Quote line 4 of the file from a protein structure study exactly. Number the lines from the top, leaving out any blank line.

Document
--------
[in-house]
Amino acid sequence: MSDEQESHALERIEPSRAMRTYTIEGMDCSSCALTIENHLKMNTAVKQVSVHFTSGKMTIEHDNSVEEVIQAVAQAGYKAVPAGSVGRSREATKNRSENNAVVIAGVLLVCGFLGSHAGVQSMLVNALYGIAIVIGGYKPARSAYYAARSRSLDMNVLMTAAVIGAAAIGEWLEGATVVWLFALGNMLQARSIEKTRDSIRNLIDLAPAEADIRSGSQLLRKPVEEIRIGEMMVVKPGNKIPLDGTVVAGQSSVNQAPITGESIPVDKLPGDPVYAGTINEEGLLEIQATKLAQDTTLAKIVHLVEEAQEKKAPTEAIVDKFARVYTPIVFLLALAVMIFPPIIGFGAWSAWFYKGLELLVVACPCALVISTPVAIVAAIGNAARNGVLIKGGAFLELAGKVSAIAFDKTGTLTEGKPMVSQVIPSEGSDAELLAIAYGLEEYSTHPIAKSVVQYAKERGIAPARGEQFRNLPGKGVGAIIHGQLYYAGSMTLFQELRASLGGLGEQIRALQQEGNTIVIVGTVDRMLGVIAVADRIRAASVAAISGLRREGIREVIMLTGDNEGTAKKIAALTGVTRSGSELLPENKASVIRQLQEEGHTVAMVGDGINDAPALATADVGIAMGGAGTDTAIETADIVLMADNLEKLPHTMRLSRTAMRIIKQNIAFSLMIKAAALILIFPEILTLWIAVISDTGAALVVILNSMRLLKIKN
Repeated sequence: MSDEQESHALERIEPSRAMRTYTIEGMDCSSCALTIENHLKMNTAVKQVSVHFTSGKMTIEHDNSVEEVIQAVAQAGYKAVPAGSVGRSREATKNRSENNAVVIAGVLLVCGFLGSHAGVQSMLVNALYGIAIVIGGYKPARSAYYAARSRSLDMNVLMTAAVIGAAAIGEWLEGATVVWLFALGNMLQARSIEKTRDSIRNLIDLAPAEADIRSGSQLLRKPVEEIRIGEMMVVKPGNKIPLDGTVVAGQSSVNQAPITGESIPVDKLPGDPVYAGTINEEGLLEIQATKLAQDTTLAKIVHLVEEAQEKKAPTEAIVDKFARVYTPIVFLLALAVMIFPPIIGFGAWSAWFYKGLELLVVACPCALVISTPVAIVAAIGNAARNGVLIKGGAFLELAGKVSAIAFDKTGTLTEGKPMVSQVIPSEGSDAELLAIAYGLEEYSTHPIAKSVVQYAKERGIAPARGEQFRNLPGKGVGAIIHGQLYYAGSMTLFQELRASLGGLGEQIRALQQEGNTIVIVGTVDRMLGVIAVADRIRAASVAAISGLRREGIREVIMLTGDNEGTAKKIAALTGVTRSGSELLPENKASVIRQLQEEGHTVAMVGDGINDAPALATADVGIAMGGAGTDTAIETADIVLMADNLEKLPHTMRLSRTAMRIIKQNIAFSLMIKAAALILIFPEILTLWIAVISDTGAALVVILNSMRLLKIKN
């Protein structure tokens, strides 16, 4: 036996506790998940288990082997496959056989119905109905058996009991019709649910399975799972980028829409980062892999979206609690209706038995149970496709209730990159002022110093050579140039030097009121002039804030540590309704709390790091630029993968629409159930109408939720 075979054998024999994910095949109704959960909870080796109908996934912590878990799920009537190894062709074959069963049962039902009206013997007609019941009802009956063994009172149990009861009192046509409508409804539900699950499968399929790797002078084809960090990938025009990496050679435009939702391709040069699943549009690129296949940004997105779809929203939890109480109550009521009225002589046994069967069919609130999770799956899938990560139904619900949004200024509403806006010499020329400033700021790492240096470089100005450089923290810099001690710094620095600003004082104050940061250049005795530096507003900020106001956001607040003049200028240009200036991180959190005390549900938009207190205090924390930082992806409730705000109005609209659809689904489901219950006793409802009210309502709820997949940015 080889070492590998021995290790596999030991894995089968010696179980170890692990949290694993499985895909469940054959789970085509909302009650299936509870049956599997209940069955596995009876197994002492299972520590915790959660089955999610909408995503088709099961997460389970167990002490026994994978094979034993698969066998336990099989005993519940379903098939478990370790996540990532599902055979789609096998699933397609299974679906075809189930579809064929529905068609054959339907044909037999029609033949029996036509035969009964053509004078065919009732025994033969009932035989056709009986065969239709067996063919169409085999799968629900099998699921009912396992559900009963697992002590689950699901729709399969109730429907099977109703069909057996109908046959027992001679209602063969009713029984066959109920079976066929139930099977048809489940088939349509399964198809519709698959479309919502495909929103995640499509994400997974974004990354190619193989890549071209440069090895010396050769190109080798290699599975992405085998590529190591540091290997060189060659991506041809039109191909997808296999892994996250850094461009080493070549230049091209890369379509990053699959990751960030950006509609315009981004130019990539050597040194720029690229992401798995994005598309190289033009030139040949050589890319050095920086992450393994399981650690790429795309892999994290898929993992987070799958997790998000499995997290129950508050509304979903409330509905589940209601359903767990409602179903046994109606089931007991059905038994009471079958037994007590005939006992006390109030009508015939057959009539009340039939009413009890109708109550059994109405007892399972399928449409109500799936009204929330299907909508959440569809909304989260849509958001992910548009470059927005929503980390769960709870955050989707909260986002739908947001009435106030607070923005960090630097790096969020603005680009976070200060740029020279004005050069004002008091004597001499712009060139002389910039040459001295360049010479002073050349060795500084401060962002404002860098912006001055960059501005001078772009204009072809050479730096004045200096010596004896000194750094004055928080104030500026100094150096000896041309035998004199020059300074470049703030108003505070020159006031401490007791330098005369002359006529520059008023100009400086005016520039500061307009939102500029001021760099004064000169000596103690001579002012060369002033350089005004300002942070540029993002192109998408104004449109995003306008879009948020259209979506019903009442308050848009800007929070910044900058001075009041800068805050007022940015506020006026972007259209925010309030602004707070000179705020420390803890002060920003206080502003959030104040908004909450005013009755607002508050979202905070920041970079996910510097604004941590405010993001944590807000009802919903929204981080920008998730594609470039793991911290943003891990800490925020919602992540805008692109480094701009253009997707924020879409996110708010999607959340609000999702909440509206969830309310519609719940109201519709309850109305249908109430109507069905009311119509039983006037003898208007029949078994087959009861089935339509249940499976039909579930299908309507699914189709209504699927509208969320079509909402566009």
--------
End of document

């Protein structure tokens, strides 16, 4: 036996506790998940288990082997496959056989119905109905058996009991019709649910399975799972980028829409980062892999979206609690209706038995149970496709209730990159002022110093050579140039030097009121002039804030540590309704709390790091630029993968629409159930109408939720 075979054998024999994910095949109704959960909870080796109908996934912590878990799920009537190894062709074959069963049962039902009206013997007609019941009802009956063994009172149990009861009192046509409508409804539900699950499968399929790797002078084809960090990938025009990496050679435009939702391709040069699943549009690129296949940004997105779809929203939890109480109550009521009225002589046994069967069919609130999770799956899938990560139904619900949004200024509403806006010499020329400033700021790492240096470089100005450089923290810099001690710094620095600003004082104050940061250049005795530096507003900020106001956001607040003049200028240009200036991180959190005390549900938009207190205090924390930082992806409730705000109005609209659809689904489901219950006793409802009210309502709820997949940015 080889070492590998021995290790596999030991894995089968010696179980170890692990949290694993499985895909469940054959789970085509909302009650299936509870049956599997209940069955596995009876197994002492299972520590915790959660089955999610909408995503088709099961997460389970167990002490026994994978094979034993698969066998336990099989005993519940379903098939478990370790996540990532599902055979789609096998699933397609299974679906075809189930579809064929529905068609054959339907044909037999029609033949029996036509035969009964053509004078065919009732025994033969009932035989056709009986065969239709067996063919169409085999799968629900099998699921009912396992559900009963697992002590689950699901729709399969109730429907099977109703069909057996109908046959027992001679209602063969009713029984066959109920079976066929139930099977048809489940088939349509399964198809519709698959479309919502495909929103995640499509994400997974974004990354190619193989890549071209440069090895010396050769190109080798290699599975992405085998590529190591540091290997060189060659991506041809039109191909997808296999892994996250850094461009080493070549230049091209890369379509990053699959990751960030950006509609315009981004130019990539050597040194720029690229992401798995994005598309190289033009030139040949050589890319050095920086992450393994399981650690790429795309892999994290898929993992987070799958997790998000499995997290129950508050509304979903409330509905589940209601359903767990409602179903046994109606089931007991059905038994009471079958037994007590005939006992006390109030009508015939057959009539009340039939009413009890109708109550059994109405007892399972399928449409109500799936009204929330299907909508959440569809909304989260849509958001992910548009470059927005929503980390769960709870955050989707909260986002739908947001009435106030607070923005960090630097790096969020603005680009976070200060740029020279004005050069004002008091004597001499712009060139002389910039040459001295360049010479002073050349060795500084401060962002404002860098912006001055960059501005001078772009204009072809050479730096004045200096010596004896000194750094004055928080104030500026100094150096000896041309035998004199020059300074470049703030108003505070020159006031401490007791330098005369002359006529520059008023100009400086005016520039500061307009939102500029001021760099004064000169000596103690001579002012060369002033350089005004300002942070540029993002192109998408104004449109995003306008879009948020259209979506019903009442308050848009800007929070910044900058001075009041800068805050007022940015506020006026972007259209925010309030602004707070000179705020420390803890002060920003206080502003959030104040908004909450005013009755607002508050979202905070920041970079996910510097604004941590405010993001944590807000009802919903929204981080920008998730594609470039793991911290943003891990800490925020919602992540805008692109480094701009253009997707924020879409996110708010999607959340609000999702909440509206969830309310519609719940109201519709309850109305249908109430109507069905009311119509039983006037003898208007029949078994087959009861089935339509249940499976039909579930299908309507699914189709209504699927509208969320079509909402566009």